Fighting For The Injured And Social Security Recipients

Have You Been Involved In A Car Crash In Minnesota?

According to the Minnesota Department of Public Safety, there were 74,772 traffic crashes reported in 2015. In 2015 on an average day in Minnesota, the statistics show there would have been 205 crashes, one death and 82 injuries as a result of motor vehicle accidents.

Minnesota is a “no-fault” state. This means if you are injured in a car accident, generally your own automobile insurance company is obligated to pay for your medical treatment. Basic no-fault policies provide for $20,000 coverage for medical bills, including x-rays, diagnostic tests, prescriptions, therapy, chiropractic and other forms of treatment. Basic no-fault policies also provide up to $20,000 coverage for wage loss if, as a result of your injuries, your doctor certifies that you are disabled to work. The amount of payment is somewhat limited by Minnesota law. The disability amount is calculated by multiplying your weekly wage by 85 percent. The maximum amount payable under law is $500.00 per week.

Since Minnesota is a “no-fault” state, a threshold must be met in order to make a claim against the wrongdoer. In other words, your injuries must be sufficiently serious for a personal injury claim to be made as a result of a car accident. You must meet at least one of the following thresholds in order to bring a claim against the at-fault driver:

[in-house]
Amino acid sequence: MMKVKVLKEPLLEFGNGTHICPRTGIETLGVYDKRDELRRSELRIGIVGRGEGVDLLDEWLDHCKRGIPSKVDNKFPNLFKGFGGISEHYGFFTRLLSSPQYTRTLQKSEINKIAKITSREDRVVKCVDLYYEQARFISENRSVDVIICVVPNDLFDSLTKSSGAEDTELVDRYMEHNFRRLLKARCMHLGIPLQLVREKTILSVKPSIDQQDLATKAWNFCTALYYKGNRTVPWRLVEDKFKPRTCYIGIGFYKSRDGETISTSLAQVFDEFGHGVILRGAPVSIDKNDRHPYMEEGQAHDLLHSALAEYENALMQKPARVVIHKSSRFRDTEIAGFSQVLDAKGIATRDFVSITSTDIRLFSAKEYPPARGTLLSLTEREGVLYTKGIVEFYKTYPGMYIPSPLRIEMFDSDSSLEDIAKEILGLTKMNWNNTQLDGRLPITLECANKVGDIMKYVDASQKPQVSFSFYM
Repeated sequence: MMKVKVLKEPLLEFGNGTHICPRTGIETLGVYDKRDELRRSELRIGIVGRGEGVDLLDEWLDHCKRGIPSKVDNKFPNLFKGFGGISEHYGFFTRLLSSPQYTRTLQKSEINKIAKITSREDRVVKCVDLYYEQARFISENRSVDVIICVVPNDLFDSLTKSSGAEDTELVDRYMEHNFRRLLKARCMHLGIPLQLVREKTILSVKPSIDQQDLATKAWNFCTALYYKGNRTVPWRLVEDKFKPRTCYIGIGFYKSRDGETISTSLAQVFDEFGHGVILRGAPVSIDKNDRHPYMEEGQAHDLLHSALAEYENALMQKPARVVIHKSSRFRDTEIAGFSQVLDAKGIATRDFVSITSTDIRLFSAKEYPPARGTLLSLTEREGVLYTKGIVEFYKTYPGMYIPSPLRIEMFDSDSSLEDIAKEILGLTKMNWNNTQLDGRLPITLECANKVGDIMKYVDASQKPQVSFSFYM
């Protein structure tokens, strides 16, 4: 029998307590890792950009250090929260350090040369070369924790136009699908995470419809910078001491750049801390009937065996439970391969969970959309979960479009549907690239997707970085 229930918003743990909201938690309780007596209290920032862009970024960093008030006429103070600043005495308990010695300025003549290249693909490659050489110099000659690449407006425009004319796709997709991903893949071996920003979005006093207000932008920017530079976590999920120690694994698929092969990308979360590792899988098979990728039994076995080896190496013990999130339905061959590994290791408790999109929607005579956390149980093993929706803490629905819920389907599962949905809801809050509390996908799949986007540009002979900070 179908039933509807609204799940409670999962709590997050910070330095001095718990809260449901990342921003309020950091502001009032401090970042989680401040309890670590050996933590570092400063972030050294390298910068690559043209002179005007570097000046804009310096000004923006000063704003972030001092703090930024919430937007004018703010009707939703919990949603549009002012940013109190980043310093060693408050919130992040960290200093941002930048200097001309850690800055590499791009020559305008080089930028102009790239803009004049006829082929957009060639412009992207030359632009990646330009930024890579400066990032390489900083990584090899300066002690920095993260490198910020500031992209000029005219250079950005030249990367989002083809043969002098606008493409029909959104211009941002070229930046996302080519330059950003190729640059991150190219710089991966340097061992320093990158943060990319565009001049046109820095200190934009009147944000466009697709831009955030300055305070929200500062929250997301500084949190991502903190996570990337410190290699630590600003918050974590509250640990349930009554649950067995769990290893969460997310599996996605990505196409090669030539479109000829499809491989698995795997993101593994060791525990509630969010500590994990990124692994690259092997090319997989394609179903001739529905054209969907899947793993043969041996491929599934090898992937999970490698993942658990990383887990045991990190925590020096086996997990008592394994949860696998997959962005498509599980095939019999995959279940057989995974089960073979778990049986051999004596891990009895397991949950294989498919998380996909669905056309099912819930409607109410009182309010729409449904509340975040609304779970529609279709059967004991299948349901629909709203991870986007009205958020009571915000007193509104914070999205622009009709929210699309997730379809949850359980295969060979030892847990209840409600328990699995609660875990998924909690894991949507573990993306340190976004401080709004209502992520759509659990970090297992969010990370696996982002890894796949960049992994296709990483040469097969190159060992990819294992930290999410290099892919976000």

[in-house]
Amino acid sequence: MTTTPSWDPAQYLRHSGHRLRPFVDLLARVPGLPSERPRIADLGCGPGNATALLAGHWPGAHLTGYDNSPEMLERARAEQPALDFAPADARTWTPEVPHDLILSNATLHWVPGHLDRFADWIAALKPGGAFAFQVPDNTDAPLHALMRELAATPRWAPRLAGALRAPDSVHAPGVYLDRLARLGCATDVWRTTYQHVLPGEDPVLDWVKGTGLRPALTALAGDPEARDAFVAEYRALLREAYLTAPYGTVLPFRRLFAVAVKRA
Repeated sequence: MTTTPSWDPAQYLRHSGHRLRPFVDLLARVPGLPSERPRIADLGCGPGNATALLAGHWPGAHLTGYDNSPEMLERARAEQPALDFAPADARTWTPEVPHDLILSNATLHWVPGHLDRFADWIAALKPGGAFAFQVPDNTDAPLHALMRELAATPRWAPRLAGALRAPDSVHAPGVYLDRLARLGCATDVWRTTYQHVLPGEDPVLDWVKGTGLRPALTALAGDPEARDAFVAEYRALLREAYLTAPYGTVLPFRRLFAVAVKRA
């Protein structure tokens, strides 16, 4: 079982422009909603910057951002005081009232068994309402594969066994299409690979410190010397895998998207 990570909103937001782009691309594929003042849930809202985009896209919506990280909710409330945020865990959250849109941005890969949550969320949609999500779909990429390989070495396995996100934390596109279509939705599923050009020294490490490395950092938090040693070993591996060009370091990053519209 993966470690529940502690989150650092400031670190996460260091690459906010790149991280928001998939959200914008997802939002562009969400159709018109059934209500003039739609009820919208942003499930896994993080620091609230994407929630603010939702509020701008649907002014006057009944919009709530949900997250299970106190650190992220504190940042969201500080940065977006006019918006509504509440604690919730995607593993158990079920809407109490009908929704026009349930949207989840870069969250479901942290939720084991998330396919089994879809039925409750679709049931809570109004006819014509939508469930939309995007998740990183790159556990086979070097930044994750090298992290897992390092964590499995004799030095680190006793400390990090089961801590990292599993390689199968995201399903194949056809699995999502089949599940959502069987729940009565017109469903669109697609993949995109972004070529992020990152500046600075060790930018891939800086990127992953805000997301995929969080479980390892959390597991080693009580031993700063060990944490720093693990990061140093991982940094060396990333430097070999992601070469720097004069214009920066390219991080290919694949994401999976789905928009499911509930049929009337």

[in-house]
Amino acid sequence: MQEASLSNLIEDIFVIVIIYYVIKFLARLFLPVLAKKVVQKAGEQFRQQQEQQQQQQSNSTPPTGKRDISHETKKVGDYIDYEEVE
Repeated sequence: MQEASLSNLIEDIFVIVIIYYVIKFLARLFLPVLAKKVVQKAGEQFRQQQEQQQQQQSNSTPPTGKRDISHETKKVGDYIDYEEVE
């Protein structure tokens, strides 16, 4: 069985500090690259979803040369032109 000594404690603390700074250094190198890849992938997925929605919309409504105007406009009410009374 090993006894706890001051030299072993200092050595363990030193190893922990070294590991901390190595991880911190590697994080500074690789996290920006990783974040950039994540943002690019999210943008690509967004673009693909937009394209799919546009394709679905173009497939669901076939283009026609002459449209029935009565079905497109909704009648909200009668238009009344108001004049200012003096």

• $4,000 in Medical Expense. If your medical expenses exceed $4,000, you have crossed a threshold and can bring a claim against the other driver for pain, suffering, future medical bills, loss of earning capacity, wage loss and emotional distress. X-rays and other diagnostic tests do not count in calculating the amount of medical bills for this threshold.
  • Permanent Injury. Often injuries become permanent. This is a question to be answered by a doctor. There are obvious permanent injuries such as loss of a limb or fractured bone but many permanent injuries are more subtle, especially soft tissue injuries.
  • 60 Days Disability. If as a result of your injuries, you are disabled for more than 60 days, you also cross a threshold. The 60 days does not have to be consecutive, just cumulative.
  • Permanent Disfigurement. This threshold is most commonly seen as a scar. If you have incurred scarring as a result of the accident or surgery resulting from an injury sustained in the accident and the scar is permanent, then you have crossed a threshold.
  • Death. This threshold is obvious and hopefully never occurs.

Schedule Your Initial Consultation

At Meyer, Puklich, & Merriam, our personal injury attorneys are dedicated to protecting your rights. We stand ready, willing and able to assist you at any time. Call 952-444-9920 or use our firm’s email form